Sunday. A dark day at noon. The snow and rain were both falling at once, a scene almost reminiscent of Dostoevsky’s St. Petersburg, but this was Toronto in April. At the corner of Bloor and Bay, I spotted this lonely glove – probably one of the last orphaned gloves of this winter – and again I felt a bit sad: gloves should have come in pairs; they take care and are expected to be taken care of by a pair of hands. But everyday in Toronto’s winter I spot lonely gloves abandoned by careless hands and lying desperately at street corners. I always wanted to take pictures of them and keep an album as their virtual funeral home. However, in the end, this is the only picture I took this winter.

The last paragraph and its sentimentality do come as mannered and unnatural, but it is so only because I, an anonymous person, put them into words – and words are things, words are objects,  words are inevitably artificial. It takes a real artist to unify “objective” lyricism with philosophical aloofness.

There are two ways: aesthetics of anecdotes and aesthetics of drama.  Feng Zikai’s art belongs to the former category, probably consistent with a Chinese tradition. In relating his failure to go into details, Feng said:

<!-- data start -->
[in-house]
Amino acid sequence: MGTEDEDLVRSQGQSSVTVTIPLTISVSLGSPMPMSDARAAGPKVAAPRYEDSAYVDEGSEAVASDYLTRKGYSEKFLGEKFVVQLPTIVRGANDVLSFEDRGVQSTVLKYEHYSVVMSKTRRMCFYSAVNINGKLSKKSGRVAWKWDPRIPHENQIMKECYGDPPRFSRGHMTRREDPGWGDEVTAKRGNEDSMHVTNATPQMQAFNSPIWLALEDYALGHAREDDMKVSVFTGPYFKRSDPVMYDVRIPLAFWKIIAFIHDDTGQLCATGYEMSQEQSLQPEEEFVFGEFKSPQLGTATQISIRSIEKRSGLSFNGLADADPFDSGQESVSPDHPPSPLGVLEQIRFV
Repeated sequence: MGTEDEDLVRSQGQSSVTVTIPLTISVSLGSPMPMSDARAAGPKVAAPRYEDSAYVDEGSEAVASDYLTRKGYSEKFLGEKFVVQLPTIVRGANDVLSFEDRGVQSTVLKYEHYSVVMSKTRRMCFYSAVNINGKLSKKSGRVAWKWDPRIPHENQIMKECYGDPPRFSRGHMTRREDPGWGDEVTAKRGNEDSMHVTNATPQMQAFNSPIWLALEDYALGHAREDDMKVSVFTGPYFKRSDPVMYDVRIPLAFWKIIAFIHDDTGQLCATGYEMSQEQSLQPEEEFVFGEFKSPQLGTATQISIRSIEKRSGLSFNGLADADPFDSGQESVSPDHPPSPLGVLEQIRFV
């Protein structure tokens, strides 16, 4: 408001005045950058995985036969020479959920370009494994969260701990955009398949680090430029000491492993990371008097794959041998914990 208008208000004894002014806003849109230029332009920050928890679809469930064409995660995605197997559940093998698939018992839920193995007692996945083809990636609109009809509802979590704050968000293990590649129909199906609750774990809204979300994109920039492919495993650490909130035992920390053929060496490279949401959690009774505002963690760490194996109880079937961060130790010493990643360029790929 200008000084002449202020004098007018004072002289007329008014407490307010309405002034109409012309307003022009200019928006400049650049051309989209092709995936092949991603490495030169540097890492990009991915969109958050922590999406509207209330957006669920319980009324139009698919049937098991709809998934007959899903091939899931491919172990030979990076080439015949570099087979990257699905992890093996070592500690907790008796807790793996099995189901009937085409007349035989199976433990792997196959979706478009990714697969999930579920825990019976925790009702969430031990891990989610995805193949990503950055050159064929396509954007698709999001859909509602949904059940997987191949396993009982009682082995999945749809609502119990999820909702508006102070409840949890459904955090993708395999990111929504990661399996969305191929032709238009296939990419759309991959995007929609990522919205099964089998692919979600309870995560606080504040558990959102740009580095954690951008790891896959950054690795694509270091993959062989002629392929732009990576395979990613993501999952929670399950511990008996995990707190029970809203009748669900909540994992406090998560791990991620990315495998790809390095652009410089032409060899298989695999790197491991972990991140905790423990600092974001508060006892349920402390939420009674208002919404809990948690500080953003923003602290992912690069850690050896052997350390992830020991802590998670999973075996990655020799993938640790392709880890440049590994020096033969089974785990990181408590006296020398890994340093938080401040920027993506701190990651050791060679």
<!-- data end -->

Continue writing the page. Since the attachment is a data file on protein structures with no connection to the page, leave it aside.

“At times a vague and fleeting vision would appear before me. I would take up my brush and immediately set to capturing it in ink, but I would only manage to sketch an outline before the vision faded. All I had caught on paper was a rough impression; the face [of the figure depicted] would be incomplete. But that is why it was a true expression of my vision, and there was no need to add any more details. Once I tried altering a painting that I had done some earlier, but I only succeeded in making a very different picture from the original that had come to me; the painting was ruined.” (see Geremie R. Barmé An Artistic Exile: A Life of Feng Zikai)

Realism (or naturalism), I believe, is the result of dramatic passions very particular to the time and space they are allowed to be practised. Feng Zikai claimed an disinterest in and ignorance of science,  but he did manage to depict objects sympathetically, either in image or in words. His feelings are those of small ones, and they show up in his art as humorous anecdotes, but I doubt he is very far from Jane Austen’s Northanger Abbey where gothic architecture and myriads of details are ruled by drama, passion and history but come down to lyric humor of modern life.

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